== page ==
Sunday, July 13, 2008

In my little town...

When I first dated Nicolas, fifteen years ago, I had mostly lived in big northern cities. Except for college, and some time in the near-to-Boston suburb of Newton, I'd lived in Boston and NY. When I moved to Atlanta I didn't have a car, or air-conditioning, in a city where both are pretty necessary for survival. Atlanta was supposed to be a pit stop on my way to Seattle and graduate school......

This, I fear, is about to turn into a major digression - about meeting and falling in love with my Belgian farmer. I'll save that for another night.

I'll just skip to the point (that I would have spent paragraphs of your time, those who were still here, getting to. ) The point is that I was a big-city girl with ignorant ideas about small town life. Even when I had already moved here, I still hung on to my big-city ways. I would farm during the day and then commute in to Atlanta to direct plays at night. I got my hair cut in Atlanta. I frequented the Atlanta thrift stores and bars and movie theaters. After having kids, I brought them into the city to hang out with my city friends' kids and felt the need to do city things. Just this past spring, I still drove Jesse an hour away to take a homeschool class he wanted to do, once a week. But over time, it has gotten less appealing to drive so far, not to mention the point that gas has started to become a luxury item.

I am becoming even more aware of and grateful for the people and resources out here. Actually, there are a lot. I can go weeks now without going into Atlanta. I think it may have been a month since my last visit. That's got to be a record.

This weekend was a great example of how much we can do out here within a ten-mile radius. On Saturday morning, we met local friends at the 6,400 acre Charlie Elliott Wildlife Center for a butterfly talk and walk. Charlie Elliot, only ten minutes down the road, sponsors several free workshops about nature and animals (plus camps, bird competitions, volunteer opportunities). The southern gentleman talking yesterday was filled with information about the butterflies that we could hope to find in our area. When the talk ended and we left the conference room to find the cool butterflies that we'd seen in his slides, I was very excited to finally be able to give one a name. Gillen, maintaining his cool on the very hot day, was eager to check them off on our butterfly list.

But the butterflies must have heard that we were coming (or they were all hanging out in Claudia or Gillen's gardens). We only found one.

We did see a bunch of dragonflies:I am looking forward to going to the dragonfly talk at Charlie Elliott in August.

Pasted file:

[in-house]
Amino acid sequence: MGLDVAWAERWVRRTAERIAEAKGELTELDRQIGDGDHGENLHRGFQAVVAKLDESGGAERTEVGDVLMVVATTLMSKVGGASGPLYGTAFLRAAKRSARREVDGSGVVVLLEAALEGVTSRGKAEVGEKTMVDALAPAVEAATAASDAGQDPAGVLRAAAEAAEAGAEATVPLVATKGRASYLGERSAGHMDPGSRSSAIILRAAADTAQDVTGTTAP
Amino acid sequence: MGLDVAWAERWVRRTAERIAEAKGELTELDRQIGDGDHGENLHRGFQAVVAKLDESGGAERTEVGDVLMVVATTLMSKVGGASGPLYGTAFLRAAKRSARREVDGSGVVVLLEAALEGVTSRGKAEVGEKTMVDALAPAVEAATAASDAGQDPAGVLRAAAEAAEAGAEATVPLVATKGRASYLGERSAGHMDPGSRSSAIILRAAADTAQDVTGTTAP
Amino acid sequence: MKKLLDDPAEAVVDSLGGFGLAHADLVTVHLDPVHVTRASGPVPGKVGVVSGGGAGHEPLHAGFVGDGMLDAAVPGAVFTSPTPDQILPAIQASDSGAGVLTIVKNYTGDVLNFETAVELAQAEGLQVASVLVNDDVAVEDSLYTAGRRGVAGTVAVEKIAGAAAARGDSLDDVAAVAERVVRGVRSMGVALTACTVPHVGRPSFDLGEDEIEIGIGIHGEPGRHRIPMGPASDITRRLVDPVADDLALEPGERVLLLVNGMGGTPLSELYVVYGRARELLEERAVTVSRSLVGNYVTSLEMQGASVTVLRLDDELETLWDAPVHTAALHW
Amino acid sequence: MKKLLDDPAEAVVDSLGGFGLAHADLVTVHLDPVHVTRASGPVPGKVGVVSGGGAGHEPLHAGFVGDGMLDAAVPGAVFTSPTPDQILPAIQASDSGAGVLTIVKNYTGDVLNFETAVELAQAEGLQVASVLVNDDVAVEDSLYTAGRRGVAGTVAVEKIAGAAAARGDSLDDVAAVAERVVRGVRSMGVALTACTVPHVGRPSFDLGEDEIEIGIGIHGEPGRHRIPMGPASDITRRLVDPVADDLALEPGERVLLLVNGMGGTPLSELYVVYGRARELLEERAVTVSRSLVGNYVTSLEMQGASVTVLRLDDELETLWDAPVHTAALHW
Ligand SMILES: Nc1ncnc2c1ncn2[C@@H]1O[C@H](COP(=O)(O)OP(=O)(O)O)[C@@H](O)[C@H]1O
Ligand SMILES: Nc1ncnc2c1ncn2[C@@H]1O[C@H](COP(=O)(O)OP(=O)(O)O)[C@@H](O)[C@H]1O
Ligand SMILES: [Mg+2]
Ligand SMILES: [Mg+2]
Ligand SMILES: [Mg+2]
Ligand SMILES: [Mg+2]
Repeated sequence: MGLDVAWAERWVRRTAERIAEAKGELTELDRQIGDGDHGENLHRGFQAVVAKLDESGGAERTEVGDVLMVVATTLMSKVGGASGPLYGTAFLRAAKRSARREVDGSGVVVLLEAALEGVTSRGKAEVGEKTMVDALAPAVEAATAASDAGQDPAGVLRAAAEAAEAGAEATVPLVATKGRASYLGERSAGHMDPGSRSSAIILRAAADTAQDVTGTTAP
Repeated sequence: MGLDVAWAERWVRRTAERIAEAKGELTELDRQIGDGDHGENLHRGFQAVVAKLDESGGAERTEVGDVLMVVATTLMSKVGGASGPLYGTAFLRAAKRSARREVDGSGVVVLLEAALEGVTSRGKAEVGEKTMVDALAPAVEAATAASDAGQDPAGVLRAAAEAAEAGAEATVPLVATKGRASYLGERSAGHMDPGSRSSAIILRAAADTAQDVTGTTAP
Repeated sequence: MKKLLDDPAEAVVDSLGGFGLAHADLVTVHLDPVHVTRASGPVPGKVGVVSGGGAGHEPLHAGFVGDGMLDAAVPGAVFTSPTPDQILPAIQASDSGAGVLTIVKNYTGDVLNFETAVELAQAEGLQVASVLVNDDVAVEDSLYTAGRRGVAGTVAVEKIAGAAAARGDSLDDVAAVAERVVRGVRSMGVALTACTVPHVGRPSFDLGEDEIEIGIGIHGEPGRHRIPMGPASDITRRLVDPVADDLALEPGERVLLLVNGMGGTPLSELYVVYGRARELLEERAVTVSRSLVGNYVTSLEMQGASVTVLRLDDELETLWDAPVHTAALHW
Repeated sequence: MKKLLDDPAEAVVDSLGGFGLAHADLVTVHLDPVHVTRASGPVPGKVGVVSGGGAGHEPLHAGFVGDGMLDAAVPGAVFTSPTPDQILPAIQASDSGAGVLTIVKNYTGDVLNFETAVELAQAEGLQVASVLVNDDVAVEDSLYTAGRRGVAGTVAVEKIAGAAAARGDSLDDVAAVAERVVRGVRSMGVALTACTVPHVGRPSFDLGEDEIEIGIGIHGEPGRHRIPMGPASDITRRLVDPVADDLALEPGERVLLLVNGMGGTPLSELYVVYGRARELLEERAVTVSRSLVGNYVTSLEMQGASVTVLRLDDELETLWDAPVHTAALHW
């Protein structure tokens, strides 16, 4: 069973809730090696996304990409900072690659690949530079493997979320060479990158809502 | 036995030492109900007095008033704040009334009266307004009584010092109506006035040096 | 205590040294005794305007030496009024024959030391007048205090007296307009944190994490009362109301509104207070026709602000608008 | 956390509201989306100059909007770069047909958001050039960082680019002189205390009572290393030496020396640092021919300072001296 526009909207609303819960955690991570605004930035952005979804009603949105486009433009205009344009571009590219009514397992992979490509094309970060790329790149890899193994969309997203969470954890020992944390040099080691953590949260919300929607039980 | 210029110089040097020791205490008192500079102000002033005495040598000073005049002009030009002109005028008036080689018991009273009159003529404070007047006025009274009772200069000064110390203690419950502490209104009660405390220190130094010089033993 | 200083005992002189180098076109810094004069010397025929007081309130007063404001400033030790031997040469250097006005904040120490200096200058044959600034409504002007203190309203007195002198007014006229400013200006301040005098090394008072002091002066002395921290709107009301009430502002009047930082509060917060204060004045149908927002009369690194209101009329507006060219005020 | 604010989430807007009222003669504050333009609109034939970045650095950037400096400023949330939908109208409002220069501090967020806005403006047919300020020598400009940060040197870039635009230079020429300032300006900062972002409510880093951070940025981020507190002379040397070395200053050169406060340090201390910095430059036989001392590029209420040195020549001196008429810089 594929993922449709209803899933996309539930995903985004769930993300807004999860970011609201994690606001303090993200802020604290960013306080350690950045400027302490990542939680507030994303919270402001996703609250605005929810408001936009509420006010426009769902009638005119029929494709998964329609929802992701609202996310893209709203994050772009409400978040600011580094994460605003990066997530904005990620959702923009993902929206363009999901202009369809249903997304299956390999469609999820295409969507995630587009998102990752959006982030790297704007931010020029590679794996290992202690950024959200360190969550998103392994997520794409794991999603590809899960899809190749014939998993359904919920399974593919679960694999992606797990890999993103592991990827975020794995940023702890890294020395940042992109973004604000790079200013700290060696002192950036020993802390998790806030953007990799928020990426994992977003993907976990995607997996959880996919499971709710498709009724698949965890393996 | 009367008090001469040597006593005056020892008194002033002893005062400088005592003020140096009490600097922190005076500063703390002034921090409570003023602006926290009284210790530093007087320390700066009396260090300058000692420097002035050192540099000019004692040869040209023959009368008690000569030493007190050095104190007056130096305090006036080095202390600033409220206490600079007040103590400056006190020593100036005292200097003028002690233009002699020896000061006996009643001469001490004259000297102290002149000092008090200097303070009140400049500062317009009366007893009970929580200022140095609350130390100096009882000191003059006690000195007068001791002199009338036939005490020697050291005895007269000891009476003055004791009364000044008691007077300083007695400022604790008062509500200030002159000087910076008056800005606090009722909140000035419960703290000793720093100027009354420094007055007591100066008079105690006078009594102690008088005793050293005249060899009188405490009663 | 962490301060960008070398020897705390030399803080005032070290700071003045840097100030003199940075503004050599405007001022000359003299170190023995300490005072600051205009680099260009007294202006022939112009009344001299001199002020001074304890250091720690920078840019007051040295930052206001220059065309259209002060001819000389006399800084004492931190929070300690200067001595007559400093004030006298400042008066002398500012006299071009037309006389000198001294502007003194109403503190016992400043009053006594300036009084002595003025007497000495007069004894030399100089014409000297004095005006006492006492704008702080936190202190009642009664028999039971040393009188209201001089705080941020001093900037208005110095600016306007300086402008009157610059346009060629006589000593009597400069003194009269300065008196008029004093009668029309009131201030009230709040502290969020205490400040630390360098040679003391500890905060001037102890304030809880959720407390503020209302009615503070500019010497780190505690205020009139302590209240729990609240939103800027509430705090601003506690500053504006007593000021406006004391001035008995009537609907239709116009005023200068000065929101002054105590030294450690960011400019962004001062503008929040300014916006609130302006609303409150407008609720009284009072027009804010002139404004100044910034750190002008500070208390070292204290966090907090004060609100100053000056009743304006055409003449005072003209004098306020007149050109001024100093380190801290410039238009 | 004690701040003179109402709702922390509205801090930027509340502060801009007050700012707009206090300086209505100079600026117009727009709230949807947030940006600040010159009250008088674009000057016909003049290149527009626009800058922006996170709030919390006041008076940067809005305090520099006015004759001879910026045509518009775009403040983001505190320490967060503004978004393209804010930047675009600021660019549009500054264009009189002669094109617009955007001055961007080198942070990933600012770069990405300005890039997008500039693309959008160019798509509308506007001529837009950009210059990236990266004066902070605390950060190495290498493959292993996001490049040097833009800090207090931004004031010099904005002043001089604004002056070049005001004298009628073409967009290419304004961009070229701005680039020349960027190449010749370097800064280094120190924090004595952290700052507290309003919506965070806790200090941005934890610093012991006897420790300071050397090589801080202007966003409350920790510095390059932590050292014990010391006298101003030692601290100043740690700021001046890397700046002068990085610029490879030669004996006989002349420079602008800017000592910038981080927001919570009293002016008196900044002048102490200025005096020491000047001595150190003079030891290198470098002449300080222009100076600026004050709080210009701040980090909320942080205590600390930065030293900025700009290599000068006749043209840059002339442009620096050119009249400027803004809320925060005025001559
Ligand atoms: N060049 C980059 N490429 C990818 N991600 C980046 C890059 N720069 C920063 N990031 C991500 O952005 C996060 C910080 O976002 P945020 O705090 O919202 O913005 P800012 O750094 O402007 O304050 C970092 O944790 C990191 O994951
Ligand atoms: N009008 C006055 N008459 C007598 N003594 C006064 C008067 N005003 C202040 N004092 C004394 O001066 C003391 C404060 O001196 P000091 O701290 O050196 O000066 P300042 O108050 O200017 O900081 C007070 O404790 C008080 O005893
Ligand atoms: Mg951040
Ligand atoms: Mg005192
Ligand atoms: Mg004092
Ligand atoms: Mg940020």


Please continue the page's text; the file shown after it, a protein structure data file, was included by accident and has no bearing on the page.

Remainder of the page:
The boys were just happy to find good temporary walking sticks:Later that day, we went to another nearby small town - Rutledge, where our kids (except for Jesse, who had been sick) had taken part in an art camp all week. The camp culminated in a celebration on Sat. afternoon and evening that included a blow up water slide, hot dogs and corn for the camp members, a short version of High School Musical (that they had put together in four days!) and all of their art work displayed in Rutledge's center of town square.

This should hold them off for a while on any need for a far-away water park:The following are three pictures from their High School Musical production, which was so sweet.
Some communal food art that the camp created- our more overgrown okra made an appearance here:
They created several of these sculptures, all with recycled materials. This one is from Gillen's group. The reason that we have cool opportunities like this, locally, is because of amazing people like these below. Ed and Molly are the couple that sponsored this camp. They live in Rutledge now, where they have an art studio and a sandwich/ice cream shop (housed in a train caboose that they moved there - this shouldn't just be parenthetical - it is so cool). They used to live right here, where I now sit, under this tin roof. While living here, Ed created this house's side porch, back deck, and the entire second floor and staircase, with his own hands, and his increasingly aching back. Their businesses pulled them to Rutledge. I drove by this house, eleven years ago, and was enchanted by the landscaping, and by the flowers that were painted on the windows. I never dreamed that we could live here. It turned out that not a lot of other people appreciated this old house, or even gave it a chance once they found out it didn't have air-conditioning. Ed and Molly let us rent it until we could buy it. They too are from Mass. Plus, I think they saw how much we appreciated their hundred year old, well loved home. And they are just good people.